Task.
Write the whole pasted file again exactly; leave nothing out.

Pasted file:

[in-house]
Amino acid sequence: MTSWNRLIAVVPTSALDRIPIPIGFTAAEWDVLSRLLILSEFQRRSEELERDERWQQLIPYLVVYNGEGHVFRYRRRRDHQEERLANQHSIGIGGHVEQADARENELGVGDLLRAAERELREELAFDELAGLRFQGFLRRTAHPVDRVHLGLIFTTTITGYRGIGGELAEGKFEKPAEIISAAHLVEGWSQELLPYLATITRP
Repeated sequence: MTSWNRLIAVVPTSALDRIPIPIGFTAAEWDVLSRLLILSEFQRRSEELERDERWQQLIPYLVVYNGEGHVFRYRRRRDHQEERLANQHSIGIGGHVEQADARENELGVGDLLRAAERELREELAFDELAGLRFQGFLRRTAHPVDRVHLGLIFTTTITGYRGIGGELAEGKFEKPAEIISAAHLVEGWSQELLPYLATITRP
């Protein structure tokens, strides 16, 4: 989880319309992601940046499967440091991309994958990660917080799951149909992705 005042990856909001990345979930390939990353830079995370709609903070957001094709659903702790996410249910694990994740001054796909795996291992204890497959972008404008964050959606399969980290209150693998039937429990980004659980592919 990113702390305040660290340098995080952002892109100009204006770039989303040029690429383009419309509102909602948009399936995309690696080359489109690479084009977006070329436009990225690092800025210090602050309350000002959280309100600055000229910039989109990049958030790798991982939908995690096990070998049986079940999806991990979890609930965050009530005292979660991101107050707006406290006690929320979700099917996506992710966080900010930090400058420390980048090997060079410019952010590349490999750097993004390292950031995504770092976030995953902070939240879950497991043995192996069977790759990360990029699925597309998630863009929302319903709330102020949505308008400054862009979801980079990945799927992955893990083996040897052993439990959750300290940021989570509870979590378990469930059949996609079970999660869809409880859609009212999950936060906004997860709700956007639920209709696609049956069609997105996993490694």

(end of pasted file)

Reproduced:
[in-house]
Amino acid sequence: MTSWNRLIAVVPTSALDRIPIPIGFTAAEWDVLSRLLILSEFQRRSEELERDERWQQLIPYLVVYNGEGHVFRYRRRRDHQEERLANQHSIGIGGHVEQADARENELGVGDLLRAAERELREELAFDELAGLRFQGFLRRTAHPVDRVHLGLIFTTTITGYRGIGGELAEGKFEKPAEIISAAHLVEGWSQELLPYLATITRP
Repeated sequence: MTSWNRLIAVVPTSALDRIPIPIGFTAAEWDVLSRLLILSEFQRRSEELERDERWQQLIPYLVVYNGEGHVFRYRRRRDHQEERLANQHSIGIGGHVEQADARENELGVGDLLRAAERELREELAFDELAGLRFQGFLRRTAHPVDRVHLGLIFTTTITGYRGIGGELAEGKFEKPAEIISAAHLVEGWSQELLPYLATITRP
């Protein structure tokens, strides 16, 4: 989880319309992601940046499967440091991309994958990660917080799951149909992705 005042990856909001990345979930390939990353830079995370709609903070957001094709659903702790996410249910694990994740001054796909795996291992204890497959972008404008964050959606399969980290209150693998039937429990980004659980592919 990113702390305040660290340098995080952002892109100009204006770039989303040029690429383009419309509102909602948009399936995309690696080359489109690479084009977006070329436009990225690092800025210090602050309350000002959280309100600055000229910039989109990049958030790798991982939908995690096990070998049986079940999806991990979890609930965050009530005292979660991101107050707006406290006690929320979700099917996506992710966080900010930090400058420390980048090997060079410019952010590349490999750097993004390292950031995504770092976030995953902070939240879950497991043995192996069977790759990360990029699925597309998630863009929302319903709330102020949505308008400054862009979801980079990945799927992955893990083996040897052993439990959750300290940021989570509870979590378990469930059949996609079970999660869809409880859609009212999950936060906004997860709700956007639920209709696609049956069609997105996993490694």